Ingredient Spotlight: Passion Flower
Ingredient Spotlight: Passion FlowerWith its seductive name, it's no wonder the passion flower would be an important element of our relaxing supplement, Unwind. Passion flower, or Passiflora incarnata, one of the 500 species of passion flower, has long been used as a sedative, used to treat anxiety, and for its anti-inflammatory properties. Let's learn a little more about its history, the science behind it, and how R3SET uses it to help people master their stress response.
The History of Passion FlowerMany cultures have used passion flower therapeutically for centuries to treat a wide array of conditions. Native Americans used it to treat wounds, infections, and pain. In Europe, passion flower was used to treat restlessness, agitation, and anxiety. In India, it’s an herb used in the Ayurveda for a list of maladies. In Turkey, Nigeria, and a handful of other countries it's been used to treat insomnia. In South America, it has been used to treat everything from migraines to hypertension to bronchitis and numerous things in between. The first medically recorded use of this herb was in 1569 by a Spanish researcher, Monardus, who was visiting Peru. It only continued to grow in popularity around the world as the centuries wore on, and of course, found its ways to several clinical studies in recent years.
Fun Fact: European settlers in Virginia and Florida even ate passion flower as a fruit.
The Sleep-Happy Science Behind PassifloraNow that we've taken a quick walk down memory lane to glimpse passion flower's impressive past, let's look at the scientific data that supports therapeutic applications of the herb, specifically in reducing harmful stress and promoting relaxation and sleep quality. Fifteen pre-clinical and clinical trials have assessed the anxiety-reducing and sleep-promoting potential of passion flower extracts. We've condensed a short summary of some of the findings here because not everyone loves reading medical journals (we do!), but the conclusions are just too compelling to miss.
Passion flower (Passiflora incarnata) has a long history of use as a sedative and to treat anxiety (Kim et. al., 2017). It is a common ingredient in traditional herbal medicine that is rich in phytochemicals such as flavonoids and alkaloids, which are recognized for their tranquilizing and anti-inflammatory properties. There is scientific evidence that phytochemical compounds extracted from passion flower roots, leaves, stems, and flowers may decrease anxiety via interaction with the GABA(A) receptor in laboratory experiments, and thereby promotes a calming and sedative effect (Patel et. al., 2009).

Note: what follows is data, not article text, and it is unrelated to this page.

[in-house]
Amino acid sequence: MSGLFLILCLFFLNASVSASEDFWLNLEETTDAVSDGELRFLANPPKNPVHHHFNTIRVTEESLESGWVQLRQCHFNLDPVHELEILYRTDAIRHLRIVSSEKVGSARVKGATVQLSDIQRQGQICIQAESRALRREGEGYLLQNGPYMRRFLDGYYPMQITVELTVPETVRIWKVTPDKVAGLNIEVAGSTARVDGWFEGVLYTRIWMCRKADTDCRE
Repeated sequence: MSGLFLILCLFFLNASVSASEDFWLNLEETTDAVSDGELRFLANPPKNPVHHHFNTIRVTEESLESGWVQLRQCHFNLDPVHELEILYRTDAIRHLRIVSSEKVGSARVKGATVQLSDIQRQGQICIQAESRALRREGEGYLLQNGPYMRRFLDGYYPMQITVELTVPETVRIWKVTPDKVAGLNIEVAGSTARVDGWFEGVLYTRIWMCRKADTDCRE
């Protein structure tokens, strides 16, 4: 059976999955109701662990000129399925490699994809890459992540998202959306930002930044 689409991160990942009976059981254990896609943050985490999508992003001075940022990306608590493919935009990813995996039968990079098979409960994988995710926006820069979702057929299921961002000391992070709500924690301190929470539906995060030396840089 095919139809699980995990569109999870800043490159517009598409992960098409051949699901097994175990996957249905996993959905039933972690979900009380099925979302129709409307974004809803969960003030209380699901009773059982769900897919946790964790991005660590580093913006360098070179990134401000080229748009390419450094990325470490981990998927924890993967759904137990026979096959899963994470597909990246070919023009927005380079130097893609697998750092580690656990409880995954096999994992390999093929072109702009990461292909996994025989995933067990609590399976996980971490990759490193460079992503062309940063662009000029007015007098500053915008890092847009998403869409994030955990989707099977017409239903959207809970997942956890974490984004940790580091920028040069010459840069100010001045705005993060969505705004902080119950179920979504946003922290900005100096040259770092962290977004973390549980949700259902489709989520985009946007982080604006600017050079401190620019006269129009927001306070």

Animal studies have also shown that chrysin, a predominant phytochemical in passion flower, reduced inflammation in brain cells by downregulating proinflammatory cytokines in the CNS (Yao et. al., 2014). Because stress is well known to cause inflammation and disrupt the sleep cycle, the anti-inflammatory and sedative compounds abundant in passion flower may have diverse soothing properties.
Passion flower also works well in concert with other herbs. To investigate the synergistic effects of passion flower with other traditional herbs, researchers used a polyherbal oral formulation (80mg passion flower, 300mg valerian, 30mg hops) in patients with primary insomnia, which demonstrated significant improvement in total sleep time and quality, similar to the effects of conventional sedative pharmaceuticals, without inducing adverse side effects (Maroo et. al., 2013). Dietary intake of passion flower was well-tolerated in all clinical trials. It is important to note that consuming high serving sizes of passion flower extracts resulted in sedation and therefore confounded potential sleep-promoting benefits (Patel et. al., 2009).